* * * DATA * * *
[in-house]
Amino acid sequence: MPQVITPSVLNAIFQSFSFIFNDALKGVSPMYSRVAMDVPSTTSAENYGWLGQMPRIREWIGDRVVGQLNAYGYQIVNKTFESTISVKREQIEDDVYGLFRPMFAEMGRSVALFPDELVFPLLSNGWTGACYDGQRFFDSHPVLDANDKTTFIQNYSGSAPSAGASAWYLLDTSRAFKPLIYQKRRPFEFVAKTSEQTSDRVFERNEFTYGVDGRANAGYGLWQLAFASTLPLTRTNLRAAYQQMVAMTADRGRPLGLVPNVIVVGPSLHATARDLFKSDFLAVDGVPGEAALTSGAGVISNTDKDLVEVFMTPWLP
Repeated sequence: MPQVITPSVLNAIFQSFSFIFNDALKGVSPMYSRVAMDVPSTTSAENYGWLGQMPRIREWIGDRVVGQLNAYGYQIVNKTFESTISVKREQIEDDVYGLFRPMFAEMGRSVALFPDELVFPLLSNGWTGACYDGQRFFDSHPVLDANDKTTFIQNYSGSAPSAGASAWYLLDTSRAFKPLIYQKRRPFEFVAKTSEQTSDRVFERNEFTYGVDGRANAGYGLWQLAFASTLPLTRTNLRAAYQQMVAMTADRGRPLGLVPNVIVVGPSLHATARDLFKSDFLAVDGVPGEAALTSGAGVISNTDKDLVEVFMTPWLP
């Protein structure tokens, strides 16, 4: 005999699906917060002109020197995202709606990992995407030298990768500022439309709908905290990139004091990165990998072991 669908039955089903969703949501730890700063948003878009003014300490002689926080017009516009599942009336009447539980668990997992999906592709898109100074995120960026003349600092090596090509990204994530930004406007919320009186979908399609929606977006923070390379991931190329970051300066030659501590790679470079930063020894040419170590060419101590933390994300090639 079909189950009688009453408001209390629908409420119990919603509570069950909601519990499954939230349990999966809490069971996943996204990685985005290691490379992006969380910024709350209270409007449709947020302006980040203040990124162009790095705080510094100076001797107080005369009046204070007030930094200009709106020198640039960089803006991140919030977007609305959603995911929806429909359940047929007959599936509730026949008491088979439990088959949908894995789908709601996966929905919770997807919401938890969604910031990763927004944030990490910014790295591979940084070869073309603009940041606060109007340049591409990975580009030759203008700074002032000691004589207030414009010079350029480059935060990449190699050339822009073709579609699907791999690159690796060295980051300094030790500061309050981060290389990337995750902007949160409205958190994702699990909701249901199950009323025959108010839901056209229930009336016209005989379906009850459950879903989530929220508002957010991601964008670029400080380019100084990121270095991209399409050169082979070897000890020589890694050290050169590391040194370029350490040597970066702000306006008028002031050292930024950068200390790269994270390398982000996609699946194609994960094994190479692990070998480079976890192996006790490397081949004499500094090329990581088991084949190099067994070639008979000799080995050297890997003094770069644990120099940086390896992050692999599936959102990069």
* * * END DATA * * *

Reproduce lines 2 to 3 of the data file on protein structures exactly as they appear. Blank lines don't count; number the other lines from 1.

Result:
Amino acid sequence: MPQVITPSVLNAIFQSFSFIFNDALKGVSPMYSRVAMDVPSTTSAENYGWLGQMPRIREWIGDRVVGQLNAYGYQIVNKTFESTISVKREQIEDDVYGLFRPMFAEMGRSVALFPDELVFPLLSNGWTGACYDGQRFFDSHPVLDANDKTTFIQNYSGSAPSAGASAWYLLDTSRAFKPLIYQKRRPFEFVAKTSEQTSDRVFERNEFTYGVDGRANAGYGLWQLAFASTLPLTRTNLRAAYQQMVAMTADRGRPLGLVPNVIVVGPSLHATARDLFKSDFLAVDGVPGEAALTSGAGVISNTDKDLVEVFMTPWLP
Repeated sequence: MPQVITPSVLNAIFQSFSFIFNDALKGVSPMYSRVAMDVPSTTSAENYGWLGQMPRIREWIGDRVVGQLNAYGYQIVNKTFESTISVKREQIEDDVYGLFRPMFAEMGRSVALFPDELVFPLLSNGWTGACYDGQRFFDSHPVLDANDKTTFIQNYSGSAPSAGASAWYLLDTSRAFKPLIYQKRRPFEFVAKTSEQTSDRVFERNEFTYGVDGRANAGYGLWQLAFASTLPLTRTNLRAAYQQMVAMTADRGRPLGLVPNVIVVGPSLHATARDLFKSDFLAVDGVPGEAALTSGAGVISNTDKDLVEVFMTPWLP